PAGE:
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Connecticut gun show goes on despite Newtown tragedy

A man looks at a shotgun during the East Coast Fine Arms Show in Stamford, Connecticut, January 5, 2013. The show is being held despite the
A man looks at a shotgun during the East Coast Fine Arms Show in Stamford, Connecticut, January 5, 2013. The show is being held despite the

By Ebong Udoma

STAMFORD, Connecticut (Reuters) - An antique gun show went ahead as planned on Saturday 40 miles from the site of the December 14 mass shooting at Sandy Hook Elementary School, even as other gun shows gave in to pressure to cancel after the tragedy.

The two-day East Coast Fine Arms show at a Stamford hotel, the first in Connecticut since a gunman killed 20 children and six adults at the school, drew several hundred people, some of whom were disappointed that more modern weaponry was not available.

"It's neat, it's different but it's not what I expected," said Sue McCrery of Southington, a town that borders Newtown. "I mean the bad guys can have them (modern weapons) and I think it's our right to be able to own them too."

Other gun shows canceled, include one this weekend in Danbury, about 12 miles from Newtown, promoter Big Al's Silver Bullet Productions announced on its website. Two shows in New York state - February 23-24 in Poughkeepsie and March 2-3 in Suffern - were also canceled, the website site.

In nearby Waterbury, Police Superintendent Michael Gugliotto imposed a moratorium on gun shows the day after the Sandy Hook killings, saying a gun used in a future mass shooting could be traced to a purchase made at a gun show in his city.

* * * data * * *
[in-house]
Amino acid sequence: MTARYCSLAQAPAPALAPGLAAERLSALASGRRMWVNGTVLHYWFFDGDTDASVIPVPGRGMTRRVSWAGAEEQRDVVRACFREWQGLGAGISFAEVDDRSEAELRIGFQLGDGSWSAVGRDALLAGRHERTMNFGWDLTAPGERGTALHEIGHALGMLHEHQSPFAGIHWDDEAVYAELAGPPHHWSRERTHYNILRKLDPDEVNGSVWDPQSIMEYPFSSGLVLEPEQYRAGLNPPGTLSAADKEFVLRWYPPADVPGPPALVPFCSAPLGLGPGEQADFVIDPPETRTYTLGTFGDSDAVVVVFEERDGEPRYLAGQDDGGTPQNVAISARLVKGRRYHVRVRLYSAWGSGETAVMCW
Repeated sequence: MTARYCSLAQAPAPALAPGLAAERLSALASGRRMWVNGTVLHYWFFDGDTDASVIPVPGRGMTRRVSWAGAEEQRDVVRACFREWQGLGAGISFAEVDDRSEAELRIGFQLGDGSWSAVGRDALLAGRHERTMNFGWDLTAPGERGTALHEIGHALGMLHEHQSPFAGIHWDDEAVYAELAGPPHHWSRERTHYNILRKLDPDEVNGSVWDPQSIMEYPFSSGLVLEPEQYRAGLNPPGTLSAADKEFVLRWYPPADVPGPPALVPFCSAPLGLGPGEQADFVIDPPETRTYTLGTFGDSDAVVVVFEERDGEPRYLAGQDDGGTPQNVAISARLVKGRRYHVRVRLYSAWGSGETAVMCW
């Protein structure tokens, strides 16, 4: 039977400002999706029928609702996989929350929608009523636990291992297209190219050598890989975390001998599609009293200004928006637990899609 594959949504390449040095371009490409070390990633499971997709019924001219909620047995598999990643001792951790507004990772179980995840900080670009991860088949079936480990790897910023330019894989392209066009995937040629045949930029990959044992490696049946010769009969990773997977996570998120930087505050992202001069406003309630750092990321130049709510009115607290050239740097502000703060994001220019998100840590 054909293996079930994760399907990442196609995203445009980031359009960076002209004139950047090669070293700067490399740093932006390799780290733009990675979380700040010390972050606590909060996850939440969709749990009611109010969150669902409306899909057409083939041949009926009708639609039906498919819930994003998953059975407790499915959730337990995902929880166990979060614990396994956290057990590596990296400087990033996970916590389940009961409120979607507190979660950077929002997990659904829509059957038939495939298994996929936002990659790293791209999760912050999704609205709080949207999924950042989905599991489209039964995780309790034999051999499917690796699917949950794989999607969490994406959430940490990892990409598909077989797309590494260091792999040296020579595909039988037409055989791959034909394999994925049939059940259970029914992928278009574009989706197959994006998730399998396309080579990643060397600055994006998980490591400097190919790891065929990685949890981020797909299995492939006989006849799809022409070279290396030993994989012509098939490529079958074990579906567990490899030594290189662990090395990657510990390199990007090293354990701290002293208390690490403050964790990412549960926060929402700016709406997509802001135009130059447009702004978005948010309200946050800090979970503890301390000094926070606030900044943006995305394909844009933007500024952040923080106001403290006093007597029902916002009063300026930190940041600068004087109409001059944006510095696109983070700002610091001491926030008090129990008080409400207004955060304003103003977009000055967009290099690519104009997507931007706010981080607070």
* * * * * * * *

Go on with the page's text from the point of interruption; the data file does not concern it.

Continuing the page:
Westchester Collectors Inc had planned a firearm and knife show for Waterbury on January 12 and 13. Show organizer Newman Chitenden said canceling the show would not improve security.

Stamford's Republican mayor, Michael Pavia, had asked organizers of the Stamford show to reconsider having the event "in light of the recent tragic events in Newtown."

"As a community, we are sensitive to the emotions and feelings of all of those who have suffered losses and are still grieving. Holding such an event - at this time, and in such close proximity to the Newtown, seems untimely and insensitive," Pavia said.

But organizers went ahead, emphasizing that theirs was an antiques event, where the weapons are less deadly and sometimes just for show. The shooter in Newtown used a military-style semi-automatic assault rifle to kill first-graders aged 6 and 7 and school staff.

"This show is primarily a collectors show, most of us here have strictly antiques," said Dave Kleiner, an antique weapons dealer from Orrtanna, Pennsylvania. "Closing the gun show? How is that going to help anyone that was hurt in that episode?"

Gun shows - akin to a fair, where guns are on sale outside the normal confines of a gun shop - have come under scrutiny for so-called loopholes that sometimes allow sales without subjecting purchasers to a background check.

Henry Wong, who was attending the Stamford show from Long Island, New York, said he frequents antique gun shows because he sees the weapons as historical artifacts.

"I don't shoot at all," Wong said. "To me owning a gun is like owning a hammer."

A handful of protesters passed out handbills that called the gun show insensitive.

"After what happened only 40 miles from here there has to be changes to laws and stricter gun control in order to keep everyone safe," said one of the protesters, Stamford resident Robin Wexler, a member of the group Moms Against Guns.

(Editing by Daniel Trotta and Mohammad Zargham)

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